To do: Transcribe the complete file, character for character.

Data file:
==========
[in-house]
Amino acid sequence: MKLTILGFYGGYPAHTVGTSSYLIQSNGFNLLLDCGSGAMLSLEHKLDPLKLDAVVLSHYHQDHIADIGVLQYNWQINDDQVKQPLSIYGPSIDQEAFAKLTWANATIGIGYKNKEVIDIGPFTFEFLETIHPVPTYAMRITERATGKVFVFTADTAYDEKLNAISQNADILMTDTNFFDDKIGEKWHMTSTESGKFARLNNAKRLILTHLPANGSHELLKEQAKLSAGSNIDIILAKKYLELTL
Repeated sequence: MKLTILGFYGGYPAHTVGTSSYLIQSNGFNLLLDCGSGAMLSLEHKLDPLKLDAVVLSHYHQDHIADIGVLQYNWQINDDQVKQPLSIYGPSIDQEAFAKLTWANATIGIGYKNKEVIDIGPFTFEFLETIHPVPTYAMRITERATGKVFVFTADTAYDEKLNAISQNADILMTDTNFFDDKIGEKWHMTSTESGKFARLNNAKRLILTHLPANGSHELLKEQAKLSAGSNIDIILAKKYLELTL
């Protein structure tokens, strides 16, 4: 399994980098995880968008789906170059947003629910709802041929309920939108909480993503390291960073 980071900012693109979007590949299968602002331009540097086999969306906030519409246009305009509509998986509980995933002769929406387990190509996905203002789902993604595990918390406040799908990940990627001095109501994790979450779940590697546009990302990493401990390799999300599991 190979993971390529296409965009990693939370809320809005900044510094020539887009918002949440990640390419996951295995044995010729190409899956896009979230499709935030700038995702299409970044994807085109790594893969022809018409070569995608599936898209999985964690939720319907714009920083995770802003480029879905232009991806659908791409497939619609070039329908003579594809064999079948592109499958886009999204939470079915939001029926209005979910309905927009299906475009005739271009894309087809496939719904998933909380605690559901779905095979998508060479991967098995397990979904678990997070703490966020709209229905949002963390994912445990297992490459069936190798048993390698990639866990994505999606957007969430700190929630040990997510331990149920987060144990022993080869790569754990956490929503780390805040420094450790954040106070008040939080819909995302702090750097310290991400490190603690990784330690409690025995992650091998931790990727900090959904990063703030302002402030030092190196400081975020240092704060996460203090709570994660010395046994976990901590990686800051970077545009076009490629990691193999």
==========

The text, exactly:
[in-house]
Amino acid sequence: MKLTILGFYGGYPAHTVGTSSYLIQSNGFNLLLDCGSGAMLSLEHKLDPLKLDAVVLSHYHQDHIADIGVLQYNWQINDDQVKQPLSIYGPSIDQEAFAKLTWANATIGIGYKNKEVIDIGPFTFEFLETIHPVPTYAMRITERATGKVFVFTADTAYDEKLNAISQNADILMTDTNFFDDKIGEKWHMTSTESGKFARLNNAKRLILTHLPANGSHELLKEQAKLSAGSNIDIILAKKYLELTL
Repeated sequence: MKLTILGFYGGYPAHTVGTSSYLIQSNGFNLLLDCGSGAMLSLEHKLDPLKLDAVVLSHYHQDHIADIGVLQYNWQINDDQVKQPLSIYGPSIDQEAFAKLTWANATIGIGYKNKEVIDIGPFTFEFLETIHPVPTYAMRITERATGKVFVFTADTAYDEKLNAISQNADILMTDTNFFDDKIGEKWHMTSTESGKFARLNNAKRLILTHLPANGSHELLKEQAKLSAGSNIDIILAKKYLELTL
């Protein structure tokens, strides 16, 4: 399994980098995880968008789906170059947003629910709802041929309920939108909480993503390291960073 980071900012693109979007590949299968602002331009540097086999969306906030519409246009305009509509998986509980995933002769929406387990190509996905203002789902993604595990918390406040799908990940990627001095109501994790979450779940590697546009990302990493401990390799999300599991 190979993971390529296409965009990693939370809320809005900044510094020539887009918002949440990640390419996951295995044995010729190409899956896009979230499709935030700038995702299409970044994807085109790594893969022809018409070569995608599936898209999985964690939720319907714009920083995770802003480029879905232009991806659908791409497939619609070039329908003579594809064999079948592109499958886009999204939470079915939001029926209005979910309905927009299906475009005739271009894309087809496939719904998933909380605690559901779905095979998508060479991967098995397990979904678990997070703490966020709209229905949002963390994912445990297992490459069936190798048993390698990639866990994505999606957007969430700190929630040990997510331990149920987060144990022993080869790569754990956490929503780390805040420094450790954040106070008040939080819909995302702090750097310290991400490190603690990784330690409690025995992650091998931790990727900090959904990063703030302002402030030092190196400081975020240092704060996460203090709570994660010395046994976990901590990686800051970077545009076009490629990691193999």